Jigs can be used to create functional rifles with parts the ATF doesn’t consider to be firearms. Of course, these 80% lowers need additional work to become capable of firing, but with a jig, you can make these weapons work just like one from a factory. So will an AR-15 jig work on an AR-9?
The AR-15 jig will work with an AR-9. These jigs are made to make improvements to create working firearms. The calibers should not come into question as they are only used to drill holes for the safety mechanism and don’t impact the barrel’s caliber.
Working with 80% lowers to develop them into regular operational firearms will take someone with the know-how and the tools to make it work. Don’t sweat it! Once you’ve drilled out a few lower receivers, the process becomes more manageable. So read on and learn all you need to know about using your AR-15 jig on your AR-9.
Jigs are made to work with what is called and 80% lower. 80% lower are the lower part of an AR-15 rifle that can’t fire. The internal workings, like the trigger mechanism, have been removed, and none of the proper holes have not been drilled for the safety or selector switches.
By not drilling the holes and installing the other parts, arms dealers can sell these 80% lowers without the ATF’s knowledge, and you can assemble the rifle at home at your leisure. However, be aware that this process creates a gun that is against the law in some states as it will not have a serial number or have to go through a background check.
The way that a jig works on the body of your AR are:
- Template – Jigs work like a template to tell you where to drill and mill out the metal pieces in the proper places. The jig will line up when laid out atop the rifle and can be used as often as possible.
- Depth – The jig also prevents the drilling from burrowing too deep in the metal. Depth is essential when working with 80% lowers because if you make a mistake, the blank is ruined, and you must start over. Too much depth on a drill or mill could make the rifle not function.
Once the holes are drilled and the pieces of metal are cleared away, you can work on installing the trigger and safety mechanism. Again, the jig serves the purpose of showing the gunsmith where to install the holes on the surface of your 80% lower.
The AR-9 uses the same lower parts kit as an AR-15. This is because the jig only works with the lower portion of the rifle, not the barrel or bolt assembly group. Therefore, when dealing with things like the trigger and magazine well, you only need to make a few holes and install the necessary pieces.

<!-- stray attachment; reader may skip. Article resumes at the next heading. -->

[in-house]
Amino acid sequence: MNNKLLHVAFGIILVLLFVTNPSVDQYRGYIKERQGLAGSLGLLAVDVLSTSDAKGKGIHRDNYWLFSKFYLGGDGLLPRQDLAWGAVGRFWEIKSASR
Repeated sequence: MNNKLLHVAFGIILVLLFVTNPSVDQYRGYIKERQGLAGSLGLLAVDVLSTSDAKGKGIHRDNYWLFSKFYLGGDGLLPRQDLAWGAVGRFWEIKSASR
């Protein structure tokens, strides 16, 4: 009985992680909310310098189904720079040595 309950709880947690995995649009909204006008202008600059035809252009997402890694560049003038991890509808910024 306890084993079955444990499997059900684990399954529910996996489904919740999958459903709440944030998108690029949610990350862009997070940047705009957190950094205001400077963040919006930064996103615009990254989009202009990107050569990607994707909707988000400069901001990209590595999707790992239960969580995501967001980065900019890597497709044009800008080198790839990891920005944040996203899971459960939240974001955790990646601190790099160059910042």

Some of the pieces in an AR-15 lower parts kit are:
- Trigger Spring – The spring that gives tension to the trigger is tiny and could be hard to source. Buying it in a lower parts kit means you will get the correct part and won’t have the hassle of returning it.
- Bolt Catch – The bolt catch is another piece you will find in the parts kit. It holds the bolt back so you can inspect the chamber and top of the magazine well. It is vital to the rifle’s life, and you should check it for flaws before installation.
- Selector Spring – The selector switch spring is what keeps the tension on the switch when you move from firing modes. This tension is essential because you wouldn’t be able to control the rifle without it, and it would fire like an automatic or single shot.
The most significant difference between the two is the round. With an AR-15, you can fire two types of ammo. With an AR-9, you get the same rifle style but only a 9mm round. Often you can even use handgun mags instead of the traditional PMag style. Users rave about the interchangeability and availability of decent ammunition.
The significant differences between the AR-15 and AR-9 are:
- Compatibility – The AR-15 is a platform that has been styled in so many ways that lower receivers for calibers like the .308 are becoming more common. The compatibility between AR-15 style rifles and the AR-9 does not work because the 15 styles can come in so many different calibers and the 9 in only a single one.
- Spring Driven – The 9mm round is powerful on impact but doesn’t require the oomph that a 5.56 NATO round does. The AR-15 rifle must have a spring in the butt to allow it to return to the firing position. AR-9 only needs a buttstock on the gun, not any extra springs to handle the recoil.
- Magazines – Another big difference between the rifles is their magazine size use. Both platforms are the same size, with the mag well on the 15 style often relatively larger to accommodate the larger rounds.
The AR platform isn’t one of the most copied styles on the planet for no reason. The weapons are easily modified and upgraded and can have smaller versions like the AR-9, which is more of a handgun style than a rifle.
The jig on the 80% lower of an AR-15 will also work on the body of the AR-9 rifle. The nine fires a 9mm round that is similar to what is fired from a handgun. The rifles can be drilled with the jigs as templates to create weapons from blank lowers.
The size differences between the rifles are sometimes the most significant. When you want to fire a larger round, you can be assured that the AR-15 style platform will handle it.
The AR-9 is an excellent home defense rifle that can protect you and your family against intruders without shooting up the houses around you if trouble jumps off.